At this time last year, it was hard to find a breakout player for Ole Miss. As it turned out, almost the entire starting 22 became breakout players, as the Rebels improved from 2-10 to 7-6 in Hugh Freeze’s debut. The challenge in Oxford now is to build on the foundation laid in 2012. The biggest strides must come on defense, particularly up front. Gross, a 6’3”, 270-pound sophomore from nearby Batesville, Miss., is a bit undersized for an ideal nose tackle, but gives the Rebels a big body with a good amount of athleticism. He, much like his team, overachieved as a true freshman in 2012, and is now poised to be a leader both on the field and in the locker room for the 2013 Rebels.
LSU DT Anthony Johnson
Much like Georgia and Drew, the Tigers need Johnson to become the player they thought they signed two years ago. The Bayou Bengals bid adieu to Bennie Logan, Barkevious Mingo and Sam Montgomery up front as part of a mass exodus of juniors from Baton Rouge. Nicknamed “Freak” coming out of high school, the 6’3”, 310-pound New Orleans native was part of a four-man rotation last season with Logan, Josh Downs and Ego Ferguson. With Logan gone, Johnson’s role will increase, He'll need to be much more than just a serviceable player in the middle of the defense against a schedule as daunting as any in the country this fall.
Texas A&M WR Malcolm Kennedy
What will Texas A&M do for an encore in 2013? No one foresaw just how quickly Johnny Manziel and the Aggies would begin lighting up scoreboards across the SEC. The always reliable Ryan Swope and Uzoma Nwachukwu are gone, and the status of Thomas Johnson remains in question after withdrawing from school in December. While leading receiver Mike Evans will be Manziel’s No. 1 option, Kennedy, a rising junior, should be the main beneficiary from the losses of Swope and Nwachukwu. Kennedy caught 26 passes last season, including the game-winning touchdown in the monumental upset of Alabama.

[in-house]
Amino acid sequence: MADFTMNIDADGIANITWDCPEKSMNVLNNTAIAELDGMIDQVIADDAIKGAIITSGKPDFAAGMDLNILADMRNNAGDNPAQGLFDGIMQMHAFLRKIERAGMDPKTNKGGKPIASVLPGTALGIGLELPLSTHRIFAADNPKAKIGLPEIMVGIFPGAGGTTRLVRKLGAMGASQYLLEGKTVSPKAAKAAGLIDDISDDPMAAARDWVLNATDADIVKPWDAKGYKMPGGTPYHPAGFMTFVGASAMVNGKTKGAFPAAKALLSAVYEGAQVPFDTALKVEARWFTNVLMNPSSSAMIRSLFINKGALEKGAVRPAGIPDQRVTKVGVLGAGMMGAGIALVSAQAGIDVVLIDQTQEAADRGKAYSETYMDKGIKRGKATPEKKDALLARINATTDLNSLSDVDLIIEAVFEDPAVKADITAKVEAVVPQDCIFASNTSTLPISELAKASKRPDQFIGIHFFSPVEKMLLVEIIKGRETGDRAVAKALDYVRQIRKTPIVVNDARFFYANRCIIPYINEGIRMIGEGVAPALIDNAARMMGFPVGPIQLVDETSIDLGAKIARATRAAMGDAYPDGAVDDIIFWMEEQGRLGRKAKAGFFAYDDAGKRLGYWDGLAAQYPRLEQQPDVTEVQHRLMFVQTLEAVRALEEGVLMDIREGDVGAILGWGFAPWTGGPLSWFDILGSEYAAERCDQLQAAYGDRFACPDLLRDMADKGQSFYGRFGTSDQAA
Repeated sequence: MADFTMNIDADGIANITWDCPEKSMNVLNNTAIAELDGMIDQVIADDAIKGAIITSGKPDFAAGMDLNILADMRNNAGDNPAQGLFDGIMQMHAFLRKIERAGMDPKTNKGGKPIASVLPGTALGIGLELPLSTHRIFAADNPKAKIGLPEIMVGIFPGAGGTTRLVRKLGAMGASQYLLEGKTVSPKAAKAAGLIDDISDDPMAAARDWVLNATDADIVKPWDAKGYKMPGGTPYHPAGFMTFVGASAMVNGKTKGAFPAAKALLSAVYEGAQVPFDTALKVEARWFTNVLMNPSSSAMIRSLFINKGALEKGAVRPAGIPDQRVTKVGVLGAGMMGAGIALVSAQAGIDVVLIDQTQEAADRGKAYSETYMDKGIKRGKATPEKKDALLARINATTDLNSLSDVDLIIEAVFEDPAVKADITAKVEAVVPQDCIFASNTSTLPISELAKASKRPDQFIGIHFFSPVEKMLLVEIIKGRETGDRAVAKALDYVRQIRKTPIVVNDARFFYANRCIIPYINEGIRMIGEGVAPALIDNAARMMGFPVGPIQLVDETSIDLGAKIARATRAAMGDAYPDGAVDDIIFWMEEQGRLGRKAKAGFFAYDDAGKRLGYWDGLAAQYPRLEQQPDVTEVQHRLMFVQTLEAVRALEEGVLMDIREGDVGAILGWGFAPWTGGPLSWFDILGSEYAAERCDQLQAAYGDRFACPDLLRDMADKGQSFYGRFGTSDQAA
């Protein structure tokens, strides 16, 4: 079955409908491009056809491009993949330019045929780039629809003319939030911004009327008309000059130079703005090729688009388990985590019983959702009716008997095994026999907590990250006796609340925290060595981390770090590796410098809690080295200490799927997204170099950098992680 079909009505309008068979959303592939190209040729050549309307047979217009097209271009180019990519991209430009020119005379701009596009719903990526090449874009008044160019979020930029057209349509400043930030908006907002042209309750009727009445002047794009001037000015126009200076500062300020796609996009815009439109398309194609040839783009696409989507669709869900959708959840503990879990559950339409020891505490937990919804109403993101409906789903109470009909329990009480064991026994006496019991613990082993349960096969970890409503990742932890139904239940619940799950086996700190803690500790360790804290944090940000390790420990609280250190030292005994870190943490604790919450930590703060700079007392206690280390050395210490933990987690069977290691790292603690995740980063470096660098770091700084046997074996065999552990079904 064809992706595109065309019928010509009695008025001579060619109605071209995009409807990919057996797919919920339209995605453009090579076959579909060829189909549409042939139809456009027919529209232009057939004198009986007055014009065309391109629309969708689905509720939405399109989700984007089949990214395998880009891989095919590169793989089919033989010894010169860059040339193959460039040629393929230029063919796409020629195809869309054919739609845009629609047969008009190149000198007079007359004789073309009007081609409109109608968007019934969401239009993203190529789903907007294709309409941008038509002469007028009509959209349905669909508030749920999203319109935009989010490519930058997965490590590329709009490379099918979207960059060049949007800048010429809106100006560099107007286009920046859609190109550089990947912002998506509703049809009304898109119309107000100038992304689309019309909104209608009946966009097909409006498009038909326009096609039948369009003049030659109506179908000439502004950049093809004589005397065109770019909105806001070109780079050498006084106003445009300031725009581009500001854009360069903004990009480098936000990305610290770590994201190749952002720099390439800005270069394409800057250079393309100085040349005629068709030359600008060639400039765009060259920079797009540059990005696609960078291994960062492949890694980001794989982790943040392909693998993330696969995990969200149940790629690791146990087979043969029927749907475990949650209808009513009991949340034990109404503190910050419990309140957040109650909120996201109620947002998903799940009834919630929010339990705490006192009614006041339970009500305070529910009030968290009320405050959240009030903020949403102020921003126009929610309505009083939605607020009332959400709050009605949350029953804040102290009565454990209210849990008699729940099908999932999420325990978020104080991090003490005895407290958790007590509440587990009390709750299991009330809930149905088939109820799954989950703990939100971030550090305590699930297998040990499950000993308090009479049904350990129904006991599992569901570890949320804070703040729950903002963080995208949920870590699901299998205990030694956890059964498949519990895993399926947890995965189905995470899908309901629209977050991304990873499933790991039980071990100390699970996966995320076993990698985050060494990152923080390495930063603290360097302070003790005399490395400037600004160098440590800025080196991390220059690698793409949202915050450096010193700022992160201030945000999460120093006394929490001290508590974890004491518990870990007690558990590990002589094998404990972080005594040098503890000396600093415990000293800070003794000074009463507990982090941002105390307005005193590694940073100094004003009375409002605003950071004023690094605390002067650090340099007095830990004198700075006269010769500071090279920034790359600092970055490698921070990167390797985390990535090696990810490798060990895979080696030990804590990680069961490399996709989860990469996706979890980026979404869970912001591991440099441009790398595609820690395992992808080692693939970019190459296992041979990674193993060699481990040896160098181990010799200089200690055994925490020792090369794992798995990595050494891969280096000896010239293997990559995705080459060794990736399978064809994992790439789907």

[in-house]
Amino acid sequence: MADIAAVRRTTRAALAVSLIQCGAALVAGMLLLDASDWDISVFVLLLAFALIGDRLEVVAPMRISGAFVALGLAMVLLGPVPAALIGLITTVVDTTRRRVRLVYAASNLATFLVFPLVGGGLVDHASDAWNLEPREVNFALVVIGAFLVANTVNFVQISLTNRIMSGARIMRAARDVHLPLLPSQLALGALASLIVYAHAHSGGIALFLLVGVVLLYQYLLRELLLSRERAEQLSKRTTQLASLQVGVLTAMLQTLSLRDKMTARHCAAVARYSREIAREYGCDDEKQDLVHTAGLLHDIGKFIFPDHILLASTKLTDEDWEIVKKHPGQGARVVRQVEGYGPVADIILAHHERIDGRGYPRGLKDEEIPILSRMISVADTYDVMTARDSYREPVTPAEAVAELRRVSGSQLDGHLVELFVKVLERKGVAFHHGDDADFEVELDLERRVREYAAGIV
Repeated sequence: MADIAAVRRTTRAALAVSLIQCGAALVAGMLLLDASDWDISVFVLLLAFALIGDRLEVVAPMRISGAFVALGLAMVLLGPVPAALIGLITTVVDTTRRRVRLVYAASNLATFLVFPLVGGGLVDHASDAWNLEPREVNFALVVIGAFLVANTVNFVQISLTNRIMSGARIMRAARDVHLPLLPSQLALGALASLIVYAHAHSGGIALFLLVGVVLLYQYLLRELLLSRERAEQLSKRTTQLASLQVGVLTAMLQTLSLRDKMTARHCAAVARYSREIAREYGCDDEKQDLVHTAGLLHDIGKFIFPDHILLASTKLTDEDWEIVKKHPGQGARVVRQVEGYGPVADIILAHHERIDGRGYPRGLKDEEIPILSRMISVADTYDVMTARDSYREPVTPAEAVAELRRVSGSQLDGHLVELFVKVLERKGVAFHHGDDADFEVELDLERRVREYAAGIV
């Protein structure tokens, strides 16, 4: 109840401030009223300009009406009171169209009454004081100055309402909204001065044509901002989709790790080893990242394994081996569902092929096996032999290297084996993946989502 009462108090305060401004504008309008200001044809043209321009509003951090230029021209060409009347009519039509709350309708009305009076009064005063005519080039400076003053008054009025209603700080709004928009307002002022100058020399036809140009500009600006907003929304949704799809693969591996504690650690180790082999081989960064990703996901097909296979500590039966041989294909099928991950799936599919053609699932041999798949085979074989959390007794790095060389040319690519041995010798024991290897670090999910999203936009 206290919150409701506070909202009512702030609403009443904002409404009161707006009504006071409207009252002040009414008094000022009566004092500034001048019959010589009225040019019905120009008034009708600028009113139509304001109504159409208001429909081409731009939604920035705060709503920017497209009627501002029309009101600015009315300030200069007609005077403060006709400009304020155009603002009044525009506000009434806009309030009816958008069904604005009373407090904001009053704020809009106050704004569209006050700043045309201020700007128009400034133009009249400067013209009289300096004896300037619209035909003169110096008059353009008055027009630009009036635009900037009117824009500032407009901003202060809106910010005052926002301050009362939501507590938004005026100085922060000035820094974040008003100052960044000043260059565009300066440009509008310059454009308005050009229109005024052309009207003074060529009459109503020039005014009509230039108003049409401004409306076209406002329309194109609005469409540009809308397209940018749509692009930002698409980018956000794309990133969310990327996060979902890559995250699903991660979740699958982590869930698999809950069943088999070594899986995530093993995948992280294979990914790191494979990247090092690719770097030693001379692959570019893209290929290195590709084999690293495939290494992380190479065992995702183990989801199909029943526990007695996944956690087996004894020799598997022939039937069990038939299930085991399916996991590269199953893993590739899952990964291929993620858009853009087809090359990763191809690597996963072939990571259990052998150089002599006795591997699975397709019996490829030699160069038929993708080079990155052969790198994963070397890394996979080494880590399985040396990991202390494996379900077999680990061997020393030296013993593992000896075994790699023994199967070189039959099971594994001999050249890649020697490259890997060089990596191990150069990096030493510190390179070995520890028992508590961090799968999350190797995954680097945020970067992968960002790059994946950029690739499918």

Vanderbilt RB Brian Kimbrow
The Memphis native was the crown jewel of James Franklin’s second recruiting class at Vanderbilt. Kimbrow averaged five carries per game this season as a true freshman, sharing backup duties behind the now-departed Zac Stacy with junior Wesley Tate. His 6.3 yards per carry led the team and he found the end zone three times. Kimbrow and Tate are likely to share the lead back role in 2013. Tate is still stronger between the tackles, but Kimbrow’s speed is unmatched. The Commodores should have little trouble stretching the field vertically with wide receivers Jordan Matthews and Chris Boyd, but Kimbrow gives them someone who can do the same horizontally.
South Carolina WR Shaq Roland
The Ace Sanders is he going/is he staying rollercoaster finally was halted when the speedster officially declared for the NFL Draft earlier this month. That leaves the Gamecocks with a major void on the outside without Connor Shaw’s top target. Dameire Byrd, Bruce Ellington and Nick Jones all return, but all are below 5’10”. Roland backed up Sanders at the X position as a freshman last season and caught just five passes. He’s by far the most talented receiver on the roster, and for the Gamecocks to reach 11 wins for the third year in a row, Roland will have to land in the 30-40 catch range as a sophomore.
Arkansas RB Jonathan Williams
How can you not be intrigued by what Bret Bielema will do with the Arkansas offense? The three-time Big Ten champion brings physicality to the Razorbacks, something it often lacked under Bobby Petrino and certainly was missing under John L. Smith in 2012. Knile Davis left early for the NFL, and Dennis Johnson and Ronnie Wingo are also gone, leaving Williams as the Hogs’ leading returning rusher. His 231-yard freshman season was highlighted by a 61-yard day in a loss at South Carolina. At 6’0” and over 200 pounds, he has good size and hits holes hard, something Bielema wants in a running back. With a new quarterback and the loss of Cobi Hamilton on the outside, Williams may have to carry the Arkansas offense early in the season.